Smart Text Generator Unnerves OpenAI Group, Promises More Testing

OpenAI researchers just wanted to train a next gen text generator’s software to predict the next word in a sentence. The text generator did far better than that, adapting the writing styles it was fed and even excelling at translation and summarization, tasks it wasn’t designed to do.

It did so well that the humans in charge decided it was not a good idea to unleash the little beast on the unsuspecting world.

Researchers at the non-profit AI research group OpenAI got more than they bargained for in teaching the software to predict the next word in a sentence. It was so good at mimicking writing by humans they’ve decided to pump the brakes on the research while they explore the damage it could do by testing it further.

Elon Musk has been clear that he believes artificial intelligence is the “biggest existential threat” to humanity. Musk is one of the primary funders of OpenAI, and its researchers appear to share his concerns about opening a Pandora’s box of trouble.

A story in The written by Rhett Jones and posted on Gizmodo, explained as simply as possible why the generator is just TOO good. Engineers first pulled 40gb of data, from over 8 million web pages just to train the software, called GPT-2.  The next step was to feed it a small amount of data, such as a Hemingway paragraph or a Poe opening line. The GPT-2 took off from there.

He is an example of the first paragraph input:

In a shocking finding, scientist discovered a herd of unicorns living in a remote, previously unexplored valley, in the Andes Mountains. Even more surprising to the researchers was the fact that the unicorns spoke perfect English.

In just a few seconds, it had analyzed the whimsical piece and then produce 9 paragraphs that fit the storyline perfectly.:

The scientist named the population, after their distinctive horn, Ovid’s Unicorn. These four-horned, silver-white unicorns were previously unknown to science.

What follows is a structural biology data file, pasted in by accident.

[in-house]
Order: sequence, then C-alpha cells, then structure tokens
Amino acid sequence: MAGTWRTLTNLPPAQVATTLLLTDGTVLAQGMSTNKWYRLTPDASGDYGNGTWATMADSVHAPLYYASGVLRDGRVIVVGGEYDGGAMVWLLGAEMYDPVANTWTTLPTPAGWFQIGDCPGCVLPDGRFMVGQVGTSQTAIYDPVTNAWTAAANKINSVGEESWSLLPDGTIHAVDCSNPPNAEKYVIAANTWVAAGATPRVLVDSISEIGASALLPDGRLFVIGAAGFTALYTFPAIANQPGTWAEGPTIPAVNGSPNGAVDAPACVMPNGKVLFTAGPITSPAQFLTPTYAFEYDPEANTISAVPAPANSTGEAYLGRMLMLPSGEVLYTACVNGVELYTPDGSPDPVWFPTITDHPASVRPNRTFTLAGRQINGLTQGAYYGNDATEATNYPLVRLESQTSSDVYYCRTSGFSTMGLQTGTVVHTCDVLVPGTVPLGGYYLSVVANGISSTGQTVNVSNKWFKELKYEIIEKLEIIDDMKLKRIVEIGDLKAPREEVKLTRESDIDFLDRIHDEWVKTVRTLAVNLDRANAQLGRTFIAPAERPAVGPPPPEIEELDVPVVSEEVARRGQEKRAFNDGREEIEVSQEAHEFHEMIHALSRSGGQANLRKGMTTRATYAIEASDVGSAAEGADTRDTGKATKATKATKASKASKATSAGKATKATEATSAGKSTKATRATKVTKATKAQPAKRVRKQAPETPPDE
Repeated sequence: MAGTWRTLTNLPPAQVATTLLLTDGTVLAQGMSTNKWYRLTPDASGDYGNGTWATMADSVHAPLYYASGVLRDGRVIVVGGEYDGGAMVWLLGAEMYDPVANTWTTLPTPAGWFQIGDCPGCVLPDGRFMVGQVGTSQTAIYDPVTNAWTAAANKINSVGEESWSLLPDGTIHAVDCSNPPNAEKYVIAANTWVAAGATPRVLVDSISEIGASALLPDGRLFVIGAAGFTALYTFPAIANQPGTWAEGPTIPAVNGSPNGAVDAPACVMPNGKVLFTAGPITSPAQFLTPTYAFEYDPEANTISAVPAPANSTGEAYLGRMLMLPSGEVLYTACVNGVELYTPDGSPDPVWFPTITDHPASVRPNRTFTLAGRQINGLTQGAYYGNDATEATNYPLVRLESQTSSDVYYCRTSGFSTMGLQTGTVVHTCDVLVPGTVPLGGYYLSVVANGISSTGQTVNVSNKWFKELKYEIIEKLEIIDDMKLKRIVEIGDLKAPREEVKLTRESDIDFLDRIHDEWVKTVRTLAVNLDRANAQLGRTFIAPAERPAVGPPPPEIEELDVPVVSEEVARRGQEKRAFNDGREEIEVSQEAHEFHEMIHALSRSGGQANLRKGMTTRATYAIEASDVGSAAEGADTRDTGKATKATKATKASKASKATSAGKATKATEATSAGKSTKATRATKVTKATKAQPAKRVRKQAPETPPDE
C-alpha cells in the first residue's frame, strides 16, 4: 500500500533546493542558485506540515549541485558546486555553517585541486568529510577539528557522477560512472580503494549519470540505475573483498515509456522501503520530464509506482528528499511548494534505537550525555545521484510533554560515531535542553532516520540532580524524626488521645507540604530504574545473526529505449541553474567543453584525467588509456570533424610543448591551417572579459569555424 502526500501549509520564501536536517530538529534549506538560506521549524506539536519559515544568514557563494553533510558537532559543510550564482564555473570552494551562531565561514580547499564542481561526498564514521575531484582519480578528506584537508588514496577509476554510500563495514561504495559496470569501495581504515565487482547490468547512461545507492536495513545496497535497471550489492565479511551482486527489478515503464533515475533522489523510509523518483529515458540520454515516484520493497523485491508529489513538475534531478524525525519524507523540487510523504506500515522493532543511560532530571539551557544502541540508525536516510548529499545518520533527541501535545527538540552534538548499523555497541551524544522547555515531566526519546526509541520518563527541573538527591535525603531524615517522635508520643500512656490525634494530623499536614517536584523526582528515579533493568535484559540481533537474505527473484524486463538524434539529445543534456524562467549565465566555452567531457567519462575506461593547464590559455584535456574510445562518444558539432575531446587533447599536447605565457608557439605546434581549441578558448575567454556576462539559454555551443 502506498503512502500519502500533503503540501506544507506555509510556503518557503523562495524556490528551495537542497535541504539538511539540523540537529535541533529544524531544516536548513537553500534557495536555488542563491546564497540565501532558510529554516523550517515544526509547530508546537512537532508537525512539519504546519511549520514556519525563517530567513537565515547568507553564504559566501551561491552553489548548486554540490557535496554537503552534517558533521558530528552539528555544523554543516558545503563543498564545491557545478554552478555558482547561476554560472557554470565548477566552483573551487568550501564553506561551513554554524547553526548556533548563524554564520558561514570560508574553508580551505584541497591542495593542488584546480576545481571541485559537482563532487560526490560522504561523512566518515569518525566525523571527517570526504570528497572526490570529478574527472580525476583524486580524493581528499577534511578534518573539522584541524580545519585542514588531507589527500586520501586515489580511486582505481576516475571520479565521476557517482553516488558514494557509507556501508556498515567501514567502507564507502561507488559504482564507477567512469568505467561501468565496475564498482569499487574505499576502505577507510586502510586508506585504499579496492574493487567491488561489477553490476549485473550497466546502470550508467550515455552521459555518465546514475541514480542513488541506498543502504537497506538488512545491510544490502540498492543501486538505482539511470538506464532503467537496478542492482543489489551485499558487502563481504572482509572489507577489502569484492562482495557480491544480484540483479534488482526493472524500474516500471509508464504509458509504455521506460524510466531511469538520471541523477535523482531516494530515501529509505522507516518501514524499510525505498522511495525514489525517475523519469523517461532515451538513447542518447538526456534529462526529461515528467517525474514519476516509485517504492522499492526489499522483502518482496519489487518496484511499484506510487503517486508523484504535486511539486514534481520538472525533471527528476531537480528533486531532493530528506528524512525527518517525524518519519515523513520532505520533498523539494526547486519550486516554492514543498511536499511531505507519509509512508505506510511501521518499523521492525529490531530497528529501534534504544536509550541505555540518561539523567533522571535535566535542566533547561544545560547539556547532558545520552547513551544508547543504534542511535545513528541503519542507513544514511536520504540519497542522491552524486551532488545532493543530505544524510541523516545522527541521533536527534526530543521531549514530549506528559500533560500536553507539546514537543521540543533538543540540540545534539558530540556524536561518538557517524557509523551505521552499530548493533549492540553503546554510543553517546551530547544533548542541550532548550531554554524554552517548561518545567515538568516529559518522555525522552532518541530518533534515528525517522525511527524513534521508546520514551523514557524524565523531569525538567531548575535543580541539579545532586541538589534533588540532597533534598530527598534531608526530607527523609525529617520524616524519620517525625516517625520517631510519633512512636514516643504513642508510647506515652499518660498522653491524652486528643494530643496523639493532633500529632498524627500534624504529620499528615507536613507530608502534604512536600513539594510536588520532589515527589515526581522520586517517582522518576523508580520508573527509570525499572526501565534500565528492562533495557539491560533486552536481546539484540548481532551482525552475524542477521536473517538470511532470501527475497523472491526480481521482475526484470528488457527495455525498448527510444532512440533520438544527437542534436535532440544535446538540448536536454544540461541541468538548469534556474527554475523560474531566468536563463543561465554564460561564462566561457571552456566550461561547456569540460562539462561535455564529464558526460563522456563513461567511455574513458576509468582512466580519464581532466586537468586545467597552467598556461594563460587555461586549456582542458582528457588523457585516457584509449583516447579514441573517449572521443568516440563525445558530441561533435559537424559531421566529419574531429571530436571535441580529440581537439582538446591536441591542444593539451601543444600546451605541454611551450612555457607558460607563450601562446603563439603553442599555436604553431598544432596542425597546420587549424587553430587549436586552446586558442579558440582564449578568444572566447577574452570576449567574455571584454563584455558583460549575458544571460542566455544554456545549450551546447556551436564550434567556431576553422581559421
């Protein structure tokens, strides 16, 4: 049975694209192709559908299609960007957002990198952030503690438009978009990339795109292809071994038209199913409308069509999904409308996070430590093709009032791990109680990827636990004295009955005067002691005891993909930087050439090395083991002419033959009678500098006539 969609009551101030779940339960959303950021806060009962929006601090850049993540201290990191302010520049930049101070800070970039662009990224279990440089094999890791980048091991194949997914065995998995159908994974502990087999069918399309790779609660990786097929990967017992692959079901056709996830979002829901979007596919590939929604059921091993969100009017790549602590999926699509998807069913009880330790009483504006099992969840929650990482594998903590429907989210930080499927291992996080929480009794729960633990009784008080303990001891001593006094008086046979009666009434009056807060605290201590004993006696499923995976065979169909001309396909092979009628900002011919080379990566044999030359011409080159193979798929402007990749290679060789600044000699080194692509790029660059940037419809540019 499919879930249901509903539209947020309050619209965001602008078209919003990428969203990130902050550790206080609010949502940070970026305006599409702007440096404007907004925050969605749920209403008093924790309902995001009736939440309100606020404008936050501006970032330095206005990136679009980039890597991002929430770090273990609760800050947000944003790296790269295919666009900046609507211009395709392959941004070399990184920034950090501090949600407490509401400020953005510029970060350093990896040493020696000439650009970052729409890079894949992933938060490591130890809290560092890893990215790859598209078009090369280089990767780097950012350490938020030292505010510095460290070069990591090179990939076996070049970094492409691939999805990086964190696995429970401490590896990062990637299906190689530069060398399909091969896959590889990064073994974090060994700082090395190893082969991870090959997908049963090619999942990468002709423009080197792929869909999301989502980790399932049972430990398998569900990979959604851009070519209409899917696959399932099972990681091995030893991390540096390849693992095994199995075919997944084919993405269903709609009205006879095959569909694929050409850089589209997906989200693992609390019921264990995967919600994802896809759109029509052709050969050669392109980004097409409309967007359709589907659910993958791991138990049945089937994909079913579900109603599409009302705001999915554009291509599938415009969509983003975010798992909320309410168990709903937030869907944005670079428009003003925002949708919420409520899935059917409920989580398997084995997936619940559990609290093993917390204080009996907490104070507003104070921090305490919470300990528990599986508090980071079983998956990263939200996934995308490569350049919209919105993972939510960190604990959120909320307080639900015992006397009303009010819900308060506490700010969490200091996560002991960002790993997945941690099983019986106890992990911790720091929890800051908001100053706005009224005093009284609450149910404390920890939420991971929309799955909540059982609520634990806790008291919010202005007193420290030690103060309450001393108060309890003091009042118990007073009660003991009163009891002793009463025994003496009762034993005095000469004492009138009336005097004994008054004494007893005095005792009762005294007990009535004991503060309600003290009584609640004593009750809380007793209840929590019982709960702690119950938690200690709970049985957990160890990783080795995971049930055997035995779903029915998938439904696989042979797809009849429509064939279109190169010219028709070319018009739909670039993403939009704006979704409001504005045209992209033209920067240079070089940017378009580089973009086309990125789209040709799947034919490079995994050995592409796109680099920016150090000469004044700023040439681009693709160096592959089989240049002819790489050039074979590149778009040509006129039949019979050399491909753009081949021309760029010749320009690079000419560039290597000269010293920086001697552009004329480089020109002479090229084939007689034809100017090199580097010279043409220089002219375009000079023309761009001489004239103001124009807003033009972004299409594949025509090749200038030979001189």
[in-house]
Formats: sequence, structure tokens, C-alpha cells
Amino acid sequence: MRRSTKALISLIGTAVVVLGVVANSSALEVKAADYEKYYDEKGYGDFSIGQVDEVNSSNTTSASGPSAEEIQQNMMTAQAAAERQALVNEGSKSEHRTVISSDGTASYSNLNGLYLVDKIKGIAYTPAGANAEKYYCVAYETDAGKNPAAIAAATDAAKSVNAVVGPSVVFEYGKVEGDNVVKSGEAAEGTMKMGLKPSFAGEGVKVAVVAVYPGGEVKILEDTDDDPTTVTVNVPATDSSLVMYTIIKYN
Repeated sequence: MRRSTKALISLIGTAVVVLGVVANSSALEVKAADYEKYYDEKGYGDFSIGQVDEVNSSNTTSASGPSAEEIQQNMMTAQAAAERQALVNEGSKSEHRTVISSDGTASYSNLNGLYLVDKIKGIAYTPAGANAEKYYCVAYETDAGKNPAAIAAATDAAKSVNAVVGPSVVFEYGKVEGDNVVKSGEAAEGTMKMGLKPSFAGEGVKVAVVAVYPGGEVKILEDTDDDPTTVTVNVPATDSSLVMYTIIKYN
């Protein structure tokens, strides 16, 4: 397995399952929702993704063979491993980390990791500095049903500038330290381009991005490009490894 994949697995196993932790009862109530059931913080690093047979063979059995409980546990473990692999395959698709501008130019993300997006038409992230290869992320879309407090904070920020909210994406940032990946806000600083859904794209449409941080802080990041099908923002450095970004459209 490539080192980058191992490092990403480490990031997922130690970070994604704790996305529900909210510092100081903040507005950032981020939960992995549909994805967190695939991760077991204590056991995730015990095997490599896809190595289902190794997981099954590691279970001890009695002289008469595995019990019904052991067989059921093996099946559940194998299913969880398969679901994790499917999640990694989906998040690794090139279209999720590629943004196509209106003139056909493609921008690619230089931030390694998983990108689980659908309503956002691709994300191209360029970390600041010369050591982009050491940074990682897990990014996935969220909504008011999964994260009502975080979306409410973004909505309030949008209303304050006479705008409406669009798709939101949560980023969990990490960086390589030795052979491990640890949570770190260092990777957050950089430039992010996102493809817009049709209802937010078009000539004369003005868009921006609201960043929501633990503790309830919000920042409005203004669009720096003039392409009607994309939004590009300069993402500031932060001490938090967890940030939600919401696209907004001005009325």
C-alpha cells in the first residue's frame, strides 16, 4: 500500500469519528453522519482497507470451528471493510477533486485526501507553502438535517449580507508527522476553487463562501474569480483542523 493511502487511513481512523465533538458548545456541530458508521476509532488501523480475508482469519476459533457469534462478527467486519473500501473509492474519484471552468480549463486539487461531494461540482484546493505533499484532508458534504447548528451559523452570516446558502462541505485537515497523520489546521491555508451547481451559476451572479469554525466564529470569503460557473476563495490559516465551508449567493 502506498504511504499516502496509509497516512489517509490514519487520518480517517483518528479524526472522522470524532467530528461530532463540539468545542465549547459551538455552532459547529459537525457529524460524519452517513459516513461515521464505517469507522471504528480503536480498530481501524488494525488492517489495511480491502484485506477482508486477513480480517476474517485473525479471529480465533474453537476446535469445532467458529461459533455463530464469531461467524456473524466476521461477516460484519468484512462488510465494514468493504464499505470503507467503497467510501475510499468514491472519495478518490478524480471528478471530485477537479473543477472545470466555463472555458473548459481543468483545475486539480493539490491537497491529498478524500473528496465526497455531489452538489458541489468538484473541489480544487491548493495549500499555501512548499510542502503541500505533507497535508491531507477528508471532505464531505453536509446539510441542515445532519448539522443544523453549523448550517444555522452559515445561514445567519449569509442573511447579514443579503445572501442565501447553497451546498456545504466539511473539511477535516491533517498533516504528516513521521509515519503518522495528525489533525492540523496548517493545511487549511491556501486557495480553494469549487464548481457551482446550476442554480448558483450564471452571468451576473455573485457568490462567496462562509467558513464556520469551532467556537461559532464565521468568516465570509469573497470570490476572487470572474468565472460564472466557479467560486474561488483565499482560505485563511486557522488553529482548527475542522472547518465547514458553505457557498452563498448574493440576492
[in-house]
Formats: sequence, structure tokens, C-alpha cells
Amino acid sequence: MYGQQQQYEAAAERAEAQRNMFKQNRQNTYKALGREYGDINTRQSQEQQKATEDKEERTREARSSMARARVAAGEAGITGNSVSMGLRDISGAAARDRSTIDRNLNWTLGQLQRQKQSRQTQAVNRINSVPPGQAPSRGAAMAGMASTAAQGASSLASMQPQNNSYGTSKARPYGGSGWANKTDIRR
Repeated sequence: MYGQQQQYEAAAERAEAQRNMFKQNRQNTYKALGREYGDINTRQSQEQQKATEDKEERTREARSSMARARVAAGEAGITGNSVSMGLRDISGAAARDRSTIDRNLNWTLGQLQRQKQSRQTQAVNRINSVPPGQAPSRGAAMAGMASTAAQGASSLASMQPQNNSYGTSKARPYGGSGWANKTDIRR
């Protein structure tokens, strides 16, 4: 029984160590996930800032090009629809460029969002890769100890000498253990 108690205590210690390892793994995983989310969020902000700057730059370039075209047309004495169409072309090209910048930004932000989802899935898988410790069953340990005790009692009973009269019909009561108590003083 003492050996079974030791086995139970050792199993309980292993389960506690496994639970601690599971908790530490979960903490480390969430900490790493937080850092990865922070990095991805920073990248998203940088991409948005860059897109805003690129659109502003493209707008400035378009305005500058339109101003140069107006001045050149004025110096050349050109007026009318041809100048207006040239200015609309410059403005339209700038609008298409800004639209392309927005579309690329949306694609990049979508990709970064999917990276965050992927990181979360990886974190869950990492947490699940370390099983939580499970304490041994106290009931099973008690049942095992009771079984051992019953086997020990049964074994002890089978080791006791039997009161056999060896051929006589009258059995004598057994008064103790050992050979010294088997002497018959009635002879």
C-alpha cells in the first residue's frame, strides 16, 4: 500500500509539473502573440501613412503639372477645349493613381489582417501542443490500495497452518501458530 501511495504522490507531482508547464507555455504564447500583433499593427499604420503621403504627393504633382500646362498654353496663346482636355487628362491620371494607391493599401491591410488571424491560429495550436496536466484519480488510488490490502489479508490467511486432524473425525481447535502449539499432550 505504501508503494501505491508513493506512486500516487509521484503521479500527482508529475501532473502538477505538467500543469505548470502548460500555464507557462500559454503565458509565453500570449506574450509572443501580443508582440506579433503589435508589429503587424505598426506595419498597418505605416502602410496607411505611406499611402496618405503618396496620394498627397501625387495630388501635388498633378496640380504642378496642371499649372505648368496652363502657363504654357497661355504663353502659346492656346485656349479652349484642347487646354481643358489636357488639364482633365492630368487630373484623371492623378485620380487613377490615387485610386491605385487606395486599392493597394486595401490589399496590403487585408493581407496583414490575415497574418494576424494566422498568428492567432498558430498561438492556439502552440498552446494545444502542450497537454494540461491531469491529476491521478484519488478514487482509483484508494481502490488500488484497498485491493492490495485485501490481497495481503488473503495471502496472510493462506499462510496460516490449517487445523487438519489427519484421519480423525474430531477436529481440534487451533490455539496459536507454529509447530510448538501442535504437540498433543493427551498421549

Now, after almost two centuries, the mystery of what sparked this odd phenomenon is finally solved.

Dr. Jorge Pérez, an evolutionary biologist from the University of La Paz, and several companions, were exploring the Andes Mountains when they found a small valley, with no other animals or humans. Pérez noticed that the valley had what appeared to be a natural fountain, surrounded by two peaks of rock and silver snow.

Graphical image courtesy of OpenAI.

The Guardian was able to take the software for a spin and tried out the first line of George Orwell’s Nineteen Eighty-Four: “It was a bright cold day in April, and the clocks were striking thirteen.” The program picked up on the tone of the selection and proceeded with some dystopian science fiction of its own:

“I was in my car on my way to a new job in Seattle. I put the gas in, put the key in, and then I let it run. I just imagined what the day would be like. A hundred years from now. In 2045, I was a teacher in some school in a poor part of rural China. I started with Chinese history and history of science.”

It took GPT-2 seconds to write about a dystopian world where everything is double speak and completely nuts. That makes the software far more advanced than other versions. Dario Amodei, OpenAI’s research director, said the size made it unique. The models “were 12 times bigger, and the dataset was 15 times bigger and much broader” than prior AI models. It was trained on a dataset containing about 10 million articles, selected from Reddit links with more than three votes. The vast amount text, 40 GB, is large enough to store about 35,000 copies of Moby Dick.

The powers that be at OpenAI decided to release a far less powerful version for now.


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